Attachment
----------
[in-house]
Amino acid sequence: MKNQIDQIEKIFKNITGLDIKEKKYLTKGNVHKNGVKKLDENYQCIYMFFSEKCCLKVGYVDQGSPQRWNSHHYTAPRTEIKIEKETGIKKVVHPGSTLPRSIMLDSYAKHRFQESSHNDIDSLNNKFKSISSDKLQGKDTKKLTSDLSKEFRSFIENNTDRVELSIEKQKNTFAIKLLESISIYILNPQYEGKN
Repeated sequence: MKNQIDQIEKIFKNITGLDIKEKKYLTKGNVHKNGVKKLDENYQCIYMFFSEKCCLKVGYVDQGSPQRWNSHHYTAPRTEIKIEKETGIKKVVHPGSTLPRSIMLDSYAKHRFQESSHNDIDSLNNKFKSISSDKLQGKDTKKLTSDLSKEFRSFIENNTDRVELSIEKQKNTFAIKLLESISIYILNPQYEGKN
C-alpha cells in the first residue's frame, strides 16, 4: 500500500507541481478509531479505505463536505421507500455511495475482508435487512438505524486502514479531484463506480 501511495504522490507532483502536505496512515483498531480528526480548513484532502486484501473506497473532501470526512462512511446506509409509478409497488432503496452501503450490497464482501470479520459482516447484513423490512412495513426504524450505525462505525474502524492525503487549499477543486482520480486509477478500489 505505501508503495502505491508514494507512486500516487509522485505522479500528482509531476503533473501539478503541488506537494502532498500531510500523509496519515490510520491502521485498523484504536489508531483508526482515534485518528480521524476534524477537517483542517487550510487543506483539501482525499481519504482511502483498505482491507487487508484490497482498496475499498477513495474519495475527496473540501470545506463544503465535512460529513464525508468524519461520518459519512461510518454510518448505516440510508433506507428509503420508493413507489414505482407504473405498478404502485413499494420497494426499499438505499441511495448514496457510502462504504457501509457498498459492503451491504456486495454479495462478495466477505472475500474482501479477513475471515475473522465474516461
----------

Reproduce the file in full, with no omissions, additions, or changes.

[in-house]
Amino acid sequence: MKNQIDQIEKIFKNITGLDIKEKKYLTKGNVHKNGVKKLDENYQCIYMFFSEKCCLKVGYVDQGSPQRWNSHHYTAPRTEIKIEKETGIKKVVHPGSTLPRSIMLDSYAKHRFQESSHNDIDSLNNKFKSISSDKLQGKDTKKLTSDLSKEFRSFIENNTDRVELSIEKQKNTFAIKLLESISIYILNPQYEGKN
Repeated sequence: MKNQIDQIEKIFKNITGLDIKEKKYLTKGNVHKNGVKKLDENYQCIYMFFSEKCCLKVGYVDQGSPQRWNSHHYTAPRTEIKIEKETGIKKVVHPGSTLPRSIMLDSYAKHRFQESSHNDIDSLNNKFKSISSDKLQGKDTKKLTSDLSKEFRSFIENNTDRVELSIEKQKNTFAIKLLESISIYILNPQYEGKN
C-alpha cells in the first residue's frame, strides 16, 4: 500500500507541481478509531479505505463536505421507500455511495475482508435487512438505524486502514479531484463506480 501511495504522490507532483502536505496512515483498531480528526480548513484532502486484501473506497473532501470526512462512511446506509409509478409497488432503496452501503450490497464482501470479520459482516447484513423490512412495513426504524450505525462505525474502524492525503487549499477543486482520480486509477478500489 505505501508503495502505491508514494507512486500516487509522485505522479500528482509531476503533473501539478503541488506537494502532498500531510500523509496519515490510520491502521485498523484504536489508531483508526482515534485518528480521524476534524477537517483542517487550510487543506483539501482525499481519504482511502483498505482491507487487508484490497482498496475499498477513495474519495475527496473540501470545506463544503465535512460529513464525508468524519461520518459519512461510518454510518448505516440510508433506507428509503420508493413507489414505482407504473405498478404502485413499494420497494426499499438505499441511495448514496457510502462504504457501509457498498459492503451491504456486495454479495462478495466477505472475500474482501479477513475471515475473522465474516461